By Stephen Young
By Stephen Young
By Stephen Young
By Jim Schutze
By Rachel Watts
By Lauren Drewes Daniels
When Debrow was 17 1/2, he would be called to account for how he spent his TYC days. At that time, he would be interviewed by TYC's Special Services Committee, which was charged with examining his records, conducting a psychological evaluation, interviewing staff and forwarding a recommendation about Debrow's future to a Bexar County judge. If Debrow was a screw-up, he could expect the worst possible outcome: a recommendation that he be sent to adult prison to continue his sentence.
The decision was ultimately up to the judge, but TYC would send its representative to the court hearing to make a case. It was Debrow's job to explain himself, and there would be much to explain.
At TYC, all the kids attend school, participate in group and, as needed, take part in special programs such as "intensive resocialization." Teachers, shrinks and staffers are on hand to provide one-on-one care. "We've got to treat them," explains TYC court liaison Leonard Cucolo, who would testify at Debrow's court hearing. Cucolo wouldn't comment specifically on Debrow's case, but he explained the system's obligation to treat every kid, whether he's a sheep or a psychopath. "We're responsible for them until they're 17 1/2 under the old law. If a youth comes in at 12 and is a behavior problem, we can't go back to the court until that time."
Debrow, however, had a problem that the vast majority of his fellow charges didn't share--a determinate sentence that could extend into middle age if need be. He was surrounded by kids with sentences of just a few months, kids who could see a way out. He saw none. As his friend Carvae, who also had a determinate sentence, wrote in a letter, "At 12 years old, we were nothing but babies trying to be somebody. We've never had a car, house, wife, kids, nothing in our name but a murder case. To this day we deal with the fact that if we was to die in here we lived no life."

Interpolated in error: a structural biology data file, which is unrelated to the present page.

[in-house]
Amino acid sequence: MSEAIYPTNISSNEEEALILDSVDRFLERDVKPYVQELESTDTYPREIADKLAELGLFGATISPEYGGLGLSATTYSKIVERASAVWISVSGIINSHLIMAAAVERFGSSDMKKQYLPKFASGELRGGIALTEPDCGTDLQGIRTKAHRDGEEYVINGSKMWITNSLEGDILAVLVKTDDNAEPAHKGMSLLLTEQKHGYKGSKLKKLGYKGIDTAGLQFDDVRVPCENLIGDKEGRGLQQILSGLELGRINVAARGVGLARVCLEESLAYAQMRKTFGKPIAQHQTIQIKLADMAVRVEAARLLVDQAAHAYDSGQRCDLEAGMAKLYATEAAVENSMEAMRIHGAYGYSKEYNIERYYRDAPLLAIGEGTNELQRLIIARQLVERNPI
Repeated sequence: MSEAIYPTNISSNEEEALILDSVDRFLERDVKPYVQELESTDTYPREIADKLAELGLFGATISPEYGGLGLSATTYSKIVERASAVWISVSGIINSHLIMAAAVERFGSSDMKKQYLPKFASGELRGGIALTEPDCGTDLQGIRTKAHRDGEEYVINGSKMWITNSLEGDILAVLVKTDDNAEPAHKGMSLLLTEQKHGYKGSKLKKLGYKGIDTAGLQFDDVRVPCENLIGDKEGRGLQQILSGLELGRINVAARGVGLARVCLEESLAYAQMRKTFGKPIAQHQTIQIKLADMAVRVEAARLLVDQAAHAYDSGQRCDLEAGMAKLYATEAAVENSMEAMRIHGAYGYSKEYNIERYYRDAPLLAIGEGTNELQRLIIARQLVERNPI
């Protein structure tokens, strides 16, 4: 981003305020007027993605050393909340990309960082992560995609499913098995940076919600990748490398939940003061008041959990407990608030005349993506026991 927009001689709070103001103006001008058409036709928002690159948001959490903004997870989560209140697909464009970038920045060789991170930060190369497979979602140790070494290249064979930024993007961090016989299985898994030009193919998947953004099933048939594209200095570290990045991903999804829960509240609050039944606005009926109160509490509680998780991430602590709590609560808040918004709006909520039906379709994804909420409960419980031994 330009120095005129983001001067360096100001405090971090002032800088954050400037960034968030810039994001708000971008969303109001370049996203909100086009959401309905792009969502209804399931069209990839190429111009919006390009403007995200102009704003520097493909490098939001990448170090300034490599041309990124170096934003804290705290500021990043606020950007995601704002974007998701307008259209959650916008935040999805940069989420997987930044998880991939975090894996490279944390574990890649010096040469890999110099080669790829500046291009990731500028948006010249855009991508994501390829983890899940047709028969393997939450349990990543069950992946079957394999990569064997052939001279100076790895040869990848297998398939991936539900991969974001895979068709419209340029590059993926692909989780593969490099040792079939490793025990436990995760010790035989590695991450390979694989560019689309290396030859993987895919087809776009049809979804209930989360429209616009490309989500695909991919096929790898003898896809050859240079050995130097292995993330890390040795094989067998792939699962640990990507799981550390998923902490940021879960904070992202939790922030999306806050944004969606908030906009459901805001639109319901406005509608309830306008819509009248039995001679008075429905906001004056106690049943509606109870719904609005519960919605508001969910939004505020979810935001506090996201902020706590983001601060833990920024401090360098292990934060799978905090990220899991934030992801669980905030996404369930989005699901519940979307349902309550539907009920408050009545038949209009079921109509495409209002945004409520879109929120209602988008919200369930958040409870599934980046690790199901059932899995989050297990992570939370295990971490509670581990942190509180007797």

That feeling of hopelessness about the future, Debrow says, would eventually snuff out any impulse to work toward a positive change. At times, he would pick up jobs in TYC, work diligently for a few months, try to "get back on track and do something for myself," then things would go "downhill." It didn't help that he was in a succession of schools--West Texas, Brownwood State School and Giddings State School, where some of the hardest cases go--that were swimming with Crips and Bloods, a phenomenon of the times. "Back then, we had a lot of gang members come into TYC," Cucolo explains. "We don't select who comes in, so they're bringing in their problems."
The hopeful moments were so scarce, Debrow recalls them with touching exactitude. One of the highlights of his stay in Brownwood was a 1994 trip outside the compound to McDonald's, accompanied by a kindly administrator. He remembers precisely what he ate: two hamburgers, a large order of fries and a Coke.
Debrow summed up his attitude while recalling a failed escape from Brownwood. He had a lot of time to think while he spent the entire night hogtied in his room. "I had 27 years and I didn't give a damn," he writes. "I had nothing to lose."
I was always in trouble. TYC staff labeled me as incorrigible. All the groups that I went to. All the skills that I was taught. None of that would help me. I could change if I wanted to but I wasn't ready to change. I wanted to enjoy my life the way I wanted to. And acting a damn fool was a part of it.
For some odd reason I thought I was losing my mind. I continued to misbehave and I was always thinking about violence. I constantly had negative things on my mind. I wanted to stay in trouble. Being in trouble helped me pass my time.